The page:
I am trying to find a numerical solution for an equation of the form:

$$ f(t) = \int_{t_{min}}^{t} \mathrm{d}t' {\exp[2 (t^\prime - t)] E(t^\prime) f(t^\prime)} + \int_{t}^{0}{\mathrm{d}t' \exp(t^\prime - t) E(t^\prime) f(t^\prime)} $$

where $E$ is the complete elliptic integral of the first kind and $t_{min}$ can be in principle any negative integer. I have tried NIntegrate and some iteration but didn't get me too far... can anyone help me with a better idea?

Thank you very much for your help!!!

  • $\begingroup$ you might want to look at mathematica.stackexchange.com/a/11609/1089 mathematica.stackexchange.com/questions/9544/… $\endgroup$
    – chris
    Commented Dec 7, 2012 at 6:19
  • $\begingroup$ @chris, I have already seen the links, but it seems that the standard methods to solve Fredholm equations somehow don't work in this case :(. can you be a little more explicit with your second suggestion? Thank you very much! $\endgroup$
    – mia
    Commented Dec 7, 2012 at 6:32
  • $\begingroup$ @chris, I have tried your suggestion but the problem is that the function is very badly oscillating around $t=0$ and I am not really able to keep it under control. If you have time and if I am not asking too much, would you like try it out yourself and tell me how it looks like, in particular for small values of t? Thank you! $\endgroup$
    – mia
    Commented Dec 7, 2012 at 7:33
  • $\begingroup$ Also possibly relevant is this stack overflow post $\endgroup$ Commented Dec 7, 2012 at 15:23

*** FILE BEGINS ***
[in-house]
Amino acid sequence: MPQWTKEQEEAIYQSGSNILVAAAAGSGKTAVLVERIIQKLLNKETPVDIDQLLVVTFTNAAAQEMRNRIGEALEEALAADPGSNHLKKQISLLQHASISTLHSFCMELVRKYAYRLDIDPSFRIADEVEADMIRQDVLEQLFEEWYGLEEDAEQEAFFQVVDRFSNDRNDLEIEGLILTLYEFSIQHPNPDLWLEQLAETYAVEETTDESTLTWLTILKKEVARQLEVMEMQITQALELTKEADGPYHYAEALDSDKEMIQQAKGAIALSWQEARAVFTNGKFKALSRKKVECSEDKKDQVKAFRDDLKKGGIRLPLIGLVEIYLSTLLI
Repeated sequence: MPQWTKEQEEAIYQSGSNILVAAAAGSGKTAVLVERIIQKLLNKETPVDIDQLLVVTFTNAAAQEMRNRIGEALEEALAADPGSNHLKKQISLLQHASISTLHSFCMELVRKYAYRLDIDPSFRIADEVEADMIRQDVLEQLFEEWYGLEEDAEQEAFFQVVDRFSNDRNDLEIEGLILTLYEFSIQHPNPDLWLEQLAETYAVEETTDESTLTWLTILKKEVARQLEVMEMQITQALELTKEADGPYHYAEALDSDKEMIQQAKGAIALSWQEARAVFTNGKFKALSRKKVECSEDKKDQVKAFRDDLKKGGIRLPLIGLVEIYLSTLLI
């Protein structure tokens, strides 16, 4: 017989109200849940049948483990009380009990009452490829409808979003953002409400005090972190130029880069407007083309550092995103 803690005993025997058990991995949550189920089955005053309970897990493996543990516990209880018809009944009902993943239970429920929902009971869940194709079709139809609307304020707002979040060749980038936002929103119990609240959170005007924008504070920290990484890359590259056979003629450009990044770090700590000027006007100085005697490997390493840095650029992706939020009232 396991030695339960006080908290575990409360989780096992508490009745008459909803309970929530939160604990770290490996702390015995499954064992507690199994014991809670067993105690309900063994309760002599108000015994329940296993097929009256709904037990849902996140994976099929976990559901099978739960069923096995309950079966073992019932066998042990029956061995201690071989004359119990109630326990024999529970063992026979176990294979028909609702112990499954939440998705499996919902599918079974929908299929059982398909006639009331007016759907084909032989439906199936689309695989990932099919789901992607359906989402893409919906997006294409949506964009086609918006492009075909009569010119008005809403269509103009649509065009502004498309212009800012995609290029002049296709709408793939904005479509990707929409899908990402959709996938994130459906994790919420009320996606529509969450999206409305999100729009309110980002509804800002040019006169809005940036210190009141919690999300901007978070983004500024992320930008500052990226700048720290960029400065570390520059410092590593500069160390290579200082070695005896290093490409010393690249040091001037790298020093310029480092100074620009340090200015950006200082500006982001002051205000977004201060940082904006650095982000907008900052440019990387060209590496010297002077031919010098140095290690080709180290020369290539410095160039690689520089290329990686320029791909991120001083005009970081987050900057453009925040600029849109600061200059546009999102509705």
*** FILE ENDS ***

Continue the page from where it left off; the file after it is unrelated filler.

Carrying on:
• $\begingroup$ The integral equation can be turned into the 2nd order DE, $f''(t)+3f'(t)+(2+E(t))f(t)=0$, (modulo mistakes) but the initial/boundary conditions are a little tricky to work out. $\endgroup$
    – Simon
    Commented Dec 7, 2012 at 22:27

2 Answers 2


This might help you get started. I think this is a variation on a method called Frobenius' method. The idea is to use the fact that the equation is linear to expand the solution over a set of basis functions (here B-Splines) and find the corresponding coefficients. It should provide you with an approximate solution (which you can improve upon while adding more Splines in your basis), provided the sought solution is smooth enough and the Kernel is regular enough.

Let us define some sampling for the sought solution

np = 5; tmin = -5; Δt = -tmin;
kfun[n_, d_] := Join[ConstantArray[0, d], Range[0, 1, 1/(n - d)],  ConstantArray[1, d]];
knots = tmin + Δt*kfun[np + 1, 3];

Let us format the unknown $F(t)$ represented by a sum of B-Splines

Format[a[i_]] = Subscript[a, i];
F[t_] = Sum[BSplineBasis[{3, knots}, i, t] a[i], {i, 0, np}]

and define the corresponding basis

basis[t_] = Table[BSplineBasis[{3, knots}, i, t], {i, 0, np}]

Let's show the basis just because we can:

Plot[basis[t] // Evaluate, {t, -5, 0}]

Mathematica graphics